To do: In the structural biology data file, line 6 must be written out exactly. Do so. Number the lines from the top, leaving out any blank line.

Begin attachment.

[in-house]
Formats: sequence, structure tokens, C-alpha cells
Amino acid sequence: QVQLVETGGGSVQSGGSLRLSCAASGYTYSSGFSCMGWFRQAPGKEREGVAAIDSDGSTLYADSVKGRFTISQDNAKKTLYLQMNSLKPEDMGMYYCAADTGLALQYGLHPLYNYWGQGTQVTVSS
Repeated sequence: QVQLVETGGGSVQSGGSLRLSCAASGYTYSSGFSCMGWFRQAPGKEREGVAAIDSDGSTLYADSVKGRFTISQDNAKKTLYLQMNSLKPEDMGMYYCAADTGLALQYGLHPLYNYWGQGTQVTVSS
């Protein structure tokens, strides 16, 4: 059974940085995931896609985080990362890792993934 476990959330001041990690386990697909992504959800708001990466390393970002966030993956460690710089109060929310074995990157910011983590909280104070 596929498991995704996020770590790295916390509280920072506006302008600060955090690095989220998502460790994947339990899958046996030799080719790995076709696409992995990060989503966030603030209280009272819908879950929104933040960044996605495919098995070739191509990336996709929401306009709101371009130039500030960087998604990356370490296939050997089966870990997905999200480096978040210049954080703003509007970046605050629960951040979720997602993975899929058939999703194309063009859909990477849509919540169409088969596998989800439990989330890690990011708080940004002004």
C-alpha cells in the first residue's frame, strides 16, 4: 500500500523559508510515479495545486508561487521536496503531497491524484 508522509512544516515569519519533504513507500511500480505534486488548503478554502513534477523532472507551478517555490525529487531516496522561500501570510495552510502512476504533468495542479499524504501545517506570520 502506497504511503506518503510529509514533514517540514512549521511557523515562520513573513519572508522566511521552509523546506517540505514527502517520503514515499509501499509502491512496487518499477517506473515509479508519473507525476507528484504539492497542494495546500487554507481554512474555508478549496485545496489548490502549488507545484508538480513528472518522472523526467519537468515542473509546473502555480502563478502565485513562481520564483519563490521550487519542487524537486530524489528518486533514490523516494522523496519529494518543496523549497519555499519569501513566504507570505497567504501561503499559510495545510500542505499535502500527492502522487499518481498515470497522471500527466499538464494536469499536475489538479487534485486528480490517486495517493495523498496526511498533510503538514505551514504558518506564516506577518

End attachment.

C-alpha cells in the first residue's frame, strides 16, 4: 500500500523559508510515479495545486508561487521536496503531497491524484 508522509512544516515569519519533504513507500511500480505534486488548503478554502513534477523532472507551478517555490525529487531516496522561500501570510495552510502512476504533468495542479499524504501545517506570520 502506497504511503506518503510529509514533514517540514512549521511557523515562520513573513519572508522566511521552509523546506517540505514527502517520503514515499509501499509502491512496487518499477517506473515509479508519473507525476507528484504539492497542494495546500487554507481554512474555508478549496485545496489548490502549488507545484508538480513528472518522472523526467519537468515542473509546473502555480502563478502565485513562481520564483519563490521550487519542487524537486530524489528518486533514490523516494522523496519529494518543496523549497519555499519569501513566504507570505497567504501561503499559510495545510500542505499535502500527492502522487499518481498515470497522471500527466499538464494536469499536475489538479487534485486528480490517486495517493495523498496526511498533510503538514505551514504558518506564516506577518